Anzio is steeped in ancient and modern history (with a fair bit in between although the place fell into decline during the Middle Ages). At the time of the Roman Empire, the combined towns of Anzio and Nettuno were known as Antium and was the birthplace of two Julio-Claudian Emperors (Caligula who reigned 37-41 AD and Nero who reigned 54-68 AD). During his reign, Nero developed an enormous, magnificently decorated palace in Antium (the Villa Imperiale di Nerone or Nero’s Villa). Covered in a precious white marble it stretched 800 metres along the beach and 300 metres inland. No doubt with the palace in mind, a subsequent emperor, Hadrian, described Antium as one of the prettiest places in the Empire. There’s not a great deal remaining of the villa but it’s footprint is largely intact.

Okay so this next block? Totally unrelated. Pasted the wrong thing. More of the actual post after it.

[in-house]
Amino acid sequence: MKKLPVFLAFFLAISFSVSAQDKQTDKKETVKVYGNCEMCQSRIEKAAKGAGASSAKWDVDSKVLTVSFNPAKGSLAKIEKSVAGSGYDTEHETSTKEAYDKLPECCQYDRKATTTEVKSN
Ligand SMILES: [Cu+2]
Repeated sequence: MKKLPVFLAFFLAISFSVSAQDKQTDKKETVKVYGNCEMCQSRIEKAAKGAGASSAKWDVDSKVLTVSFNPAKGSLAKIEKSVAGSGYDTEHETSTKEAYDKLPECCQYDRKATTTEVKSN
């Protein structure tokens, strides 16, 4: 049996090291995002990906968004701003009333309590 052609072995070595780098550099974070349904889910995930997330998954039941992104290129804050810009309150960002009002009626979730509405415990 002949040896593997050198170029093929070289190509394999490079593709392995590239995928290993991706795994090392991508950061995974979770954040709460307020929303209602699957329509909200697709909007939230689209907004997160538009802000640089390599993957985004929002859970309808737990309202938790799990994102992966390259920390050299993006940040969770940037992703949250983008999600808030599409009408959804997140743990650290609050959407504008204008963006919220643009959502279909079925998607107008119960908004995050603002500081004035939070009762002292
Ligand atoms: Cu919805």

Anzio’s beaches once again became a centre of attention in January 1944 when during WW2, “Operation Shingle” saw troops from the USA, Great Britain and Canada invade them with a view to compromising the German 10th Army and liberating Rome. After a promising start (i.e. a 7 mile beachhead established and an open road to Rome for the loss of just 13 Allied dead) the invasion stalled and developed into one of the more savage battles of the war (more than 43,000 Allied casualties) with Lieutenant General Mark W Clark and his subordinate Major General John P Lucas combining to totally screw the operation up. Lucas (described by Winston Churchill as a ‘Stranded Whale’) was relieved of his command and sent back to the USA after sitting on the beach for 8 days and doing nothing while the Germans rushed their 14th Army south to support their 10th Army. Clark too should have been returned to the USA for tolerating Lucas’ inertia and then deliberately ignoring the orders of his own Commanding Officer (General Sir Harold Alexander) as he sought to retrieve the situation. Lucas’ replacement, Major General Lucian Truscott of the US 3rd Division wrote that “had Clark held loyally to General Alexander’s insructions… and not changed the direction of my attack… the strategic objectives of Anzio would have been accomplished in full”. The US military historian Carlo D’Este was more critical saying that Clark’s actions in disregarding Alexander was “as militarily stupid as it was insubordinate”. Clark kept his post. No surprises there since he was a close personal friend of Dwight Eisenhower, the Supreme Commander of Allied Forces.